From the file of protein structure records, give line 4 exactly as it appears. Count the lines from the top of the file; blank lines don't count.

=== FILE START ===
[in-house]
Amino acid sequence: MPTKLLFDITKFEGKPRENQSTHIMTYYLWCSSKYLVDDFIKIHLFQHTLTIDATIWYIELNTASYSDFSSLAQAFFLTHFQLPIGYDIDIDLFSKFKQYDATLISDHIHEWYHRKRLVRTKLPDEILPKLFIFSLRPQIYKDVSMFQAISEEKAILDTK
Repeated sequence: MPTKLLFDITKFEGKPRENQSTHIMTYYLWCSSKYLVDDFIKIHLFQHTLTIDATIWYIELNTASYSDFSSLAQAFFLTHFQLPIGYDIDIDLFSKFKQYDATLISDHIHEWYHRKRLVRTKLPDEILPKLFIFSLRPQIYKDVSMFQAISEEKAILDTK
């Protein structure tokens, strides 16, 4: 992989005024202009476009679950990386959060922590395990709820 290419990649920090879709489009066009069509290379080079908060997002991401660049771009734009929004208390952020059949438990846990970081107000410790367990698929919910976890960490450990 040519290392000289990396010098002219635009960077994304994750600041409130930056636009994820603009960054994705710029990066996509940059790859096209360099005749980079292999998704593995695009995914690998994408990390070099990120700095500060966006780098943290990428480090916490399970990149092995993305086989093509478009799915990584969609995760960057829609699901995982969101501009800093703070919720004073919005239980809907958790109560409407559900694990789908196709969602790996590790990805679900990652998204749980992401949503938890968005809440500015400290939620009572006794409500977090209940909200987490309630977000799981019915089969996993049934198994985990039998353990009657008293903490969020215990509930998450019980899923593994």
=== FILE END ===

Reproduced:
């Protein structure tokens, strides 16, 4: 992989005024202009476009679950990386959060922590395990709820 290419990649920090879709489009066009069509290379080079908060997002991401660049771009734009929004208390952020059949438990846990970081107000410790367990698929919910976890960490450990 040519290392000289990396010098002219635009960077994304994750600041409130930056636009994820603009960054994705710029990066996509940059790859096209360099005749980079292999998704593995695009995914690998994408990390070099990120700095500060966006780098943290990428480090916490399970990149092995993305086989093509478009799915990584969609995760960057829609699901995982969101501009800093703070919720004073919005239980809907958790109560409407559900694990789908196709969602790996590790990805679900990652998204749980992401949503938890968005809440500015400290939620009572006794409500977090209940909200987490309630977000799981019915089969996993049934198994985990039998353990009657008293903490969020215990509930998450019980899923593994």